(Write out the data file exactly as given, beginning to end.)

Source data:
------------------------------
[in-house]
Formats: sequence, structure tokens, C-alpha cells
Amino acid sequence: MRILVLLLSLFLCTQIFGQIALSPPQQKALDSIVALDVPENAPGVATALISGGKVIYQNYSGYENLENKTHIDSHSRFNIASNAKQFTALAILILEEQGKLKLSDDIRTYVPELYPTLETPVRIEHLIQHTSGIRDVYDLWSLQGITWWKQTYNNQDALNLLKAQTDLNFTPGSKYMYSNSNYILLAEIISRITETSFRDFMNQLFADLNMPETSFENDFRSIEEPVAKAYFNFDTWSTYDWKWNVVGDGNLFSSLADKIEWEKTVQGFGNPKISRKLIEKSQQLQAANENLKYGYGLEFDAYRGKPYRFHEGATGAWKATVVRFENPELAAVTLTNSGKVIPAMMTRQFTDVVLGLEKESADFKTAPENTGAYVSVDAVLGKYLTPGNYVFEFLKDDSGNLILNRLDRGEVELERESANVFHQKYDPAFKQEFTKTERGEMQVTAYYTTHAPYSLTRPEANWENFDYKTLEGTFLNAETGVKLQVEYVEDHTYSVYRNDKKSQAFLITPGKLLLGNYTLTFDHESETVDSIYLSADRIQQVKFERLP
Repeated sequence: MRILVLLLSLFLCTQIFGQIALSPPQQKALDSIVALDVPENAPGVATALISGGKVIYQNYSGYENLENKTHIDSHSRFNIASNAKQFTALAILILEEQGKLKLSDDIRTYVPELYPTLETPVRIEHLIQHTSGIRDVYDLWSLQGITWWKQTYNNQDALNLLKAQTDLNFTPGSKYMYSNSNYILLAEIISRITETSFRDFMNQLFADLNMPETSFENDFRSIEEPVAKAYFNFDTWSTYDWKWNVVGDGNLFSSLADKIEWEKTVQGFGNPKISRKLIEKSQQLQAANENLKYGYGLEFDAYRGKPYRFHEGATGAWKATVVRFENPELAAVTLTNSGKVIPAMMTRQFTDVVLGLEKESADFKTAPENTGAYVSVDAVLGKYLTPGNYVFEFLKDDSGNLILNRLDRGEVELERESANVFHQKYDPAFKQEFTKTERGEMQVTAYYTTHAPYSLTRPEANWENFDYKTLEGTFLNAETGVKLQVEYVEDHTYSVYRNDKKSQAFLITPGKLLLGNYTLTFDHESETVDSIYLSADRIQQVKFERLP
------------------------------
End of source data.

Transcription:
[in-house]
Formats: sequence, structure tokens, C-alpha cells
Amino acid sequence: MRILVLLLSLFLCTQIFGQIALSPPQQKALDSIVALDVPENAPGVATALISGGKVIYQNYSGYENLENKTHIDSHSRFNIASNAKQFTALAILILEEQGKLKLSDDIRTYVPELYPTLETPVRIEHLIQHTSGIRDVYDLWSLQGITWWKQTYNNQDALNLLKAQTDLNFTPGSKYMYSNSNYILLAEIISRITETSFRDFMNQLFADLNMPETSFENDFRSIEEPVAKAYFNFDTWSTYDWKWNVVGDGNLFSSLADKIEWEKTVQGFGNPKISRKLIEKSQQLQAANENLKYGYGLEFDAYRGKPYRFHEGATGAWKATVVRFENPELAAVTLTNSGKVIPAMMTRQFTDVVLGLEKESADFKTAPENTGAYVSVDAVLGKYLTPGNYVFEFLKDDSGNLILNRLDRGEVELERESANVFHQKYDPAFKQEFTKTERGEMQVTAYYTTHAPYSLTRPEANWENFDYKTLEGTFLNAETGVKLQVEYVEDHTYSVYRNDKKSQAFLITPGKLLLGNYTLTFDHESETVDSIYLSADRIQQVKFERLP
Repeated sequence: MRILVLLLSLFLCTQIFGQIALSPPQQKALDSIVALDVPENAPGVATALISGGKVIYQNYSGYENLENKTHIDSHSRFNIASNAKQFTALAILILEEQGKLKLSDDIRTYVPELYPTLETPVRIEHLIQHTSGIRDVYDLWSLQGITWWKQTYNNQDALNLLKAQTDLNFTPGSKYMYSNSNYILLAEIISRITETSFRDFMNQLFADLNMPETSFENDFRSIEEPVAKAYFNFDTWSTYDWKWNVVGDGNLFSSLADKIEWEKTVQGFGNPKISRKLIEKSQQLQAANENLKYGYGLEFDAYRGKPYRFHEGATGAWKATVVRFENPELAAVTLTNSGKVIPAMMTRQFTDVVLGLEKESADFKTAPENTGAYVSVDAVLGKYLTPGNYVFEFLKDDSGNLILNRLDRGEVELERESANVFHQKYDPAFKQEFTKTERGEMQVTAYYTTHAPYSLTRPEANWENFDYKTLEGTFLNAETGVKLQVEYVEDHTYSVYRNDKKSQAFLITPGKLLLGNYTLTFDHESETVDSIYLSADRIQQVKFERLP